She’d warned him. Erin. She’d said that something bad was going to happen… she’d been looking right at the Physics Department. And she had been there the day before.
“Maybe when she flips out and kills someone, you’ll finally grow up.” Hannah had said. And it sickened Ray to realise, to admit for the first time, that she might have been right.
To her credit, she didn’t say, “I told you so.”
She handed him a polystyrene cup of coffee (“three sugars for shock”) and asked him if he was hurt anywhere. No. He wasn’t hurt. His back didn’t even feel sore from hitting the ground when Erin had bowled him over.
The whole street had been closed off and there were police vehicles and ambulances everywhere. Hannah had only been let behind the crime scene tape because she was a psychologist and could talk to those who may have been traumatized by the explosion. Ray was wrapped in a trauma blanket and his ears were still wringing from the sound of the blast, but otherwise he was perfectly fine.
It was a full ten minutes before Hannah said, “I hate to bring this up but didn’t you say she was in a physics lecture yesterday?”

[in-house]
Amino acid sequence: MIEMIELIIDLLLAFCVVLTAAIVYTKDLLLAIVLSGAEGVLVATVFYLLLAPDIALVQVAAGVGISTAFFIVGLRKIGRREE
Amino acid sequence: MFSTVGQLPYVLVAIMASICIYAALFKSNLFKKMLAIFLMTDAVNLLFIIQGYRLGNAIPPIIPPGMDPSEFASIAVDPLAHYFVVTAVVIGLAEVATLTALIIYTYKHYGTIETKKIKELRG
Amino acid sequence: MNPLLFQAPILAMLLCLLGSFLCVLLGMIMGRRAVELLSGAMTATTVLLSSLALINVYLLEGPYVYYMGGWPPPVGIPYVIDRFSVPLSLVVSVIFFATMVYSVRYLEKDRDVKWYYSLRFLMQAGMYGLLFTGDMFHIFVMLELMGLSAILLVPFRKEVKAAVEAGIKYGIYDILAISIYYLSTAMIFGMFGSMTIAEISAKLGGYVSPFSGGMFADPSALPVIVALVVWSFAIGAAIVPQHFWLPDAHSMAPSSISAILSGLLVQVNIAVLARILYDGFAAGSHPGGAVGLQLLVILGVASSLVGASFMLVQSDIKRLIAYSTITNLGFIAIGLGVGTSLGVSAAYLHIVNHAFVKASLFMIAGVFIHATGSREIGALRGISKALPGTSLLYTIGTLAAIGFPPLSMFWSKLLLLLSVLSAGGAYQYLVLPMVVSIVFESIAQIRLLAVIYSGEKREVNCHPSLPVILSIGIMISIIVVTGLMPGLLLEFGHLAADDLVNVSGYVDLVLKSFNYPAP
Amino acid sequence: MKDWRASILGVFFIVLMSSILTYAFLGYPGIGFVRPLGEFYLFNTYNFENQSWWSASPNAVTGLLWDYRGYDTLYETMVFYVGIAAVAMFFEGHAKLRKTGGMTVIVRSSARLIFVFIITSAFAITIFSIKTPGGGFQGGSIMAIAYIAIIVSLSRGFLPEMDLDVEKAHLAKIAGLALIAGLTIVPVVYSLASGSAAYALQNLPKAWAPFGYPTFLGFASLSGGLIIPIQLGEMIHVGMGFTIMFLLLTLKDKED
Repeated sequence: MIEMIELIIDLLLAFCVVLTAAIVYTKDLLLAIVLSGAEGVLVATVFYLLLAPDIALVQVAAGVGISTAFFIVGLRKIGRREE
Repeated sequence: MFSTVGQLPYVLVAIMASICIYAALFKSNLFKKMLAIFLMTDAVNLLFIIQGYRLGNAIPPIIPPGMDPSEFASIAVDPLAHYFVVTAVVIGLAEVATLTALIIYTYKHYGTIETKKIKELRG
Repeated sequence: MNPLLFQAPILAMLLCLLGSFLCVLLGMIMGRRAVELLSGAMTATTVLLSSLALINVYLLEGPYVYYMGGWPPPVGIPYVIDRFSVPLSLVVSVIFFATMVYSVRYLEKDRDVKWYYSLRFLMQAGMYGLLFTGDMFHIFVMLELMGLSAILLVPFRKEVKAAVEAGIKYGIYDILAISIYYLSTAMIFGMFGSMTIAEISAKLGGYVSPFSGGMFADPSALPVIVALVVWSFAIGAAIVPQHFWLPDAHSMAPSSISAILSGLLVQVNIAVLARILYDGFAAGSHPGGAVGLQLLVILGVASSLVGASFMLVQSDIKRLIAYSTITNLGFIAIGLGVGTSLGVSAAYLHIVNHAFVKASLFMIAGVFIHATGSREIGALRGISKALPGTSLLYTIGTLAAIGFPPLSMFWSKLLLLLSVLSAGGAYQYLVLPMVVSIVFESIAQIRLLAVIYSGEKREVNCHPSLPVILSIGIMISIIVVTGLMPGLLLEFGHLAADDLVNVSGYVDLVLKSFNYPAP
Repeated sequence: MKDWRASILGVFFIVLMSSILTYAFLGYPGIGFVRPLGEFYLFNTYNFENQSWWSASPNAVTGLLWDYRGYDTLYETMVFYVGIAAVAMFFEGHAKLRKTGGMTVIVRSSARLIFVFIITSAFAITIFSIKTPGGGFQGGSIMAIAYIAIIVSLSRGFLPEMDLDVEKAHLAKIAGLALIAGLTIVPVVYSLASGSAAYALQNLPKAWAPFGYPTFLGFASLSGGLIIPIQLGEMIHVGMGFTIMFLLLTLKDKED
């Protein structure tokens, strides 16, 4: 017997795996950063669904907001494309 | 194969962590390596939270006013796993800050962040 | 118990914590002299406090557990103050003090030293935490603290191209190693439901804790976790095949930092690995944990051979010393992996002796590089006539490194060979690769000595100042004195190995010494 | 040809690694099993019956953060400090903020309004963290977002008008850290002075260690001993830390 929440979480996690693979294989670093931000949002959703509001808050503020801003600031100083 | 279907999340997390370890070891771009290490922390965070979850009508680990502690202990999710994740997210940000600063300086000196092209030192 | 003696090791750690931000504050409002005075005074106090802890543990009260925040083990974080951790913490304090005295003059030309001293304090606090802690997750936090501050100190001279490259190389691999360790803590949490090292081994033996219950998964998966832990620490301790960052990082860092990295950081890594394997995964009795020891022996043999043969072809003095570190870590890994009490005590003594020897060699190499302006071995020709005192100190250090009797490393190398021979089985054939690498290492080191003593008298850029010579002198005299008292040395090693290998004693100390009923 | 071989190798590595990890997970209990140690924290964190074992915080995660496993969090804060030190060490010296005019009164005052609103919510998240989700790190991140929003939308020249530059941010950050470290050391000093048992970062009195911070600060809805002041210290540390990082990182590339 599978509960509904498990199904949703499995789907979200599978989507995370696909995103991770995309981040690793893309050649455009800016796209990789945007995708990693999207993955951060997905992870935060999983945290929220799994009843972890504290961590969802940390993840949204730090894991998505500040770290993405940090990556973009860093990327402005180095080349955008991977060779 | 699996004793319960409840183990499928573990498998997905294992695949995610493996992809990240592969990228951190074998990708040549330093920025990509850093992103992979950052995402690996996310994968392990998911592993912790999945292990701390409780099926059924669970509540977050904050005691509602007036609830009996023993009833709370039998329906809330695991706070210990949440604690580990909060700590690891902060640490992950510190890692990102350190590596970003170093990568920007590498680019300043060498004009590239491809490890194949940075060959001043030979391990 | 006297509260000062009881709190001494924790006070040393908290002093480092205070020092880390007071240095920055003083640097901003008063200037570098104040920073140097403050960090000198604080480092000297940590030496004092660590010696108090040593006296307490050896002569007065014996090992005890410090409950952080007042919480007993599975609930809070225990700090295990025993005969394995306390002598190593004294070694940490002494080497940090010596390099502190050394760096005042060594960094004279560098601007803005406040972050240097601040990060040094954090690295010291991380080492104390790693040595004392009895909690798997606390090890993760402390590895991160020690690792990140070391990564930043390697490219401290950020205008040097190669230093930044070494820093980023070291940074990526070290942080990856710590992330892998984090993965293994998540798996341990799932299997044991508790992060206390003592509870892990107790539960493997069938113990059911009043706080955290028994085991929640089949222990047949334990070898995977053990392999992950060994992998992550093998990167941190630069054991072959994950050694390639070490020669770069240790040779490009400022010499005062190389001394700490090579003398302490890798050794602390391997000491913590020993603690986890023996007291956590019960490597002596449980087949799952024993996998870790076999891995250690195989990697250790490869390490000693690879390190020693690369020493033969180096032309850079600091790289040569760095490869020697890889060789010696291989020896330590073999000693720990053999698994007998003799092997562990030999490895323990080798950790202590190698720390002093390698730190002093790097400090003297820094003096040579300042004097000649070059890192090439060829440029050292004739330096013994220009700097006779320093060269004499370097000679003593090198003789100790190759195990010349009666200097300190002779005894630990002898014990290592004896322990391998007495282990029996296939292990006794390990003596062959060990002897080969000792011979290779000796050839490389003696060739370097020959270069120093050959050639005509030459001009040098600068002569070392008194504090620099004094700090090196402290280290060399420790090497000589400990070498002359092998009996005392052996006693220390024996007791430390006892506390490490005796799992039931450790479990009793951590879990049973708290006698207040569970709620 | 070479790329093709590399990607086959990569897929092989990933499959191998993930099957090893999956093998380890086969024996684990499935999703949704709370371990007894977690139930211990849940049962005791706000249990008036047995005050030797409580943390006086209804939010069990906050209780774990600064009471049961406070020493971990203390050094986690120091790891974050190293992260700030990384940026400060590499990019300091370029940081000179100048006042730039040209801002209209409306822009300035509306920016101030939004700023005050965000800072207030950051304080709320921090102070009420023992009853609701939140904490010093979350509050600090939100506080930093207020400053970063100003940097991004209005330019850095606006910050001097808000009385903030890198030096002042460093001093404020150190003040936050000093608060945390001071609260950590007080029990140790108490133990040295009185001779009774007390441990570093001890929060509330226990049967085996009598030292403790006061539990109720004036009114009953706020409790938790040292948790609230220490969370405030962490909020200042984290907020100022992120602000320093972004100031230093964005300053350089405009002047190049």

“Don’t you have somewhere important to be?”
Her eyes filled with concern, “of course I do… I’m worried about you.”
“You don’t need to worry about me.” He added a silent ‘any more’.
Hannah reached into her bag and pulled out some printouts. “I know this might not be the best time but… I found these last night.”
So she had run a search. Good ‘ol Hannah always knowing best. Well, it seemed in this case she had known best. He took the printouts from her. The first was a list of children who had disappeared between fifteen and twenty years before and never been found. Some of them had thumbnail pictures. The second page was an enlarged thumbnail of a small blonde girl with a mini-profile who had disappeared 16 years previously .
“You think this is her?” Ray asked unnecessarily.
Hannah handed him another pile of printouts, these were newspaper clippings of a woman who had escaped from the mental hospital in the next town.
He checked the date. “This was two months ago. Do you honestly think -”
“Yes, Ray. I do. You aren’t still going to defend her are you?”
He was silent.
Lecture chairs were strewn everywhere, their dark blue now a charred black. The firetrucks had put out the flames that had followed the explosion at the Physics building and now emergency workers were sifting through the rubble… Ray didn’t want to follow that thought through.
He’d been looked over by a medic, on Hannah’s insistence, and had promised to wait while she brought her car around. She’d even offered him her couch. Nice of her, considering.
Pity he’d lied to her.
He was almost certain that Erin was crazy, but what he couldn’t believe was that she’d blow up a building. No matter how insane she was, that didn’t fit. He didn’t know where she’d gone for sure, but he had an idea.